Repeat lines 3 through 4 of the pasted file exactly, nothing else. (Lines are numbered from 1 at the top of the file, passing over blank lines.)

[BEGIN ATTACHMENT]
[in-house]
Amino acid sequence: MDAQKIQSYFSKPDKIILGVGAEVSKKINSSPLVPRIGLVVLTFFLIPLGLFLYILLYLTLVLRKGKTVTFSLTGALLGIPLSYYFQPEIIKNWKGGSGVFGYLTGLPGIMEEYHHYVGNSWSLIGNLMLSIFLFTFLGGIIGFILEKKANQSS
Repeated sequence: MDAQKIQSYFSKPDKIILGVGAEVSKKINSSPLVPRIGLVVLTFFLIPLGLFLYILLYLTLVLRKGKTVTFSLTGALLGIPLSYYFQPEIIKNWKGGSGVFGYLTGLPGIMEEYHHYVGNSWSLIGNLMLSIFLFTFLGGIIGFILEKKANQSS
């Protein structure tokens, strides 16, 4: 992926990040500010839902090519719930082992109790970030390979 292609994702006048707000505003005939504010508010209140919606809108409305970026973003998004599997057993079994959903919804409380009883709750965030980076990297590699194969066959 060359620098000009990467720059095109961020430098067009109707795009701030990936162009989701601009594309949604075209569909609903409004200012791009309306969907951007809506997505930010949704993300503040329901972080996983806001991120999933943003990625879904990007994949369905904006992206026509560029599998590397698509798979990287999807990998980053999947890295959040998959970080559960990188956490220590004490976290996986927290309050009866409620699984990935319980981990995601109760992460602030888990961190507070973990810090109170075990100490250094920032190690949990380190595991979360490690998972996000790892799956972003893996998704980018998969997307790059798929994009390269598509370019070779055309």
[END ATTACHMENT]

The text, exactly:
Repeated sequence: MDAQKIQSYFSKPDKIILGVGAEVSKKINSSPLVPRIGLVVLTFFLIPLGLFLYILLYLTLVLRKGKTVTFSLTGALLGIPLSYYFQPEIIKNWKGGSGVFGYLTGLPGIMEEYHHYVGNSWSLIGNLMLSIFLFTFLGGIIGFILEKKANQSS
């Protein structure tokens, strides 16, 4: 992926990040500010839902090519719930082992109790970030390979 292609994702006048707000505003005939504010508010209140919606809108409305970026973003998004599997057993079994959903919804409380009883709750965030980076990297590699194969066959 060359620098000009990467720059095109961020430098067009109707795009701030990936162009989701601009594309949604075209569909609903409004200012791009309306969907951007809506997505930010949704993300503040329901972080996983806001991120999933943003990625879904990007994949369905904006992206026509560029599998590397698509798979990287999807990998980053999947890295959040998959970080559960990188956490220590004490976290996986927290309050009866409620699984990935319980981990995601109760992460602030888990961190507070973990810090109170075990100490250094920032190690949990380190595991979360490690998972996000790892799956972003893996998704980018998969997307790059798929994009390269598509370019070779055309």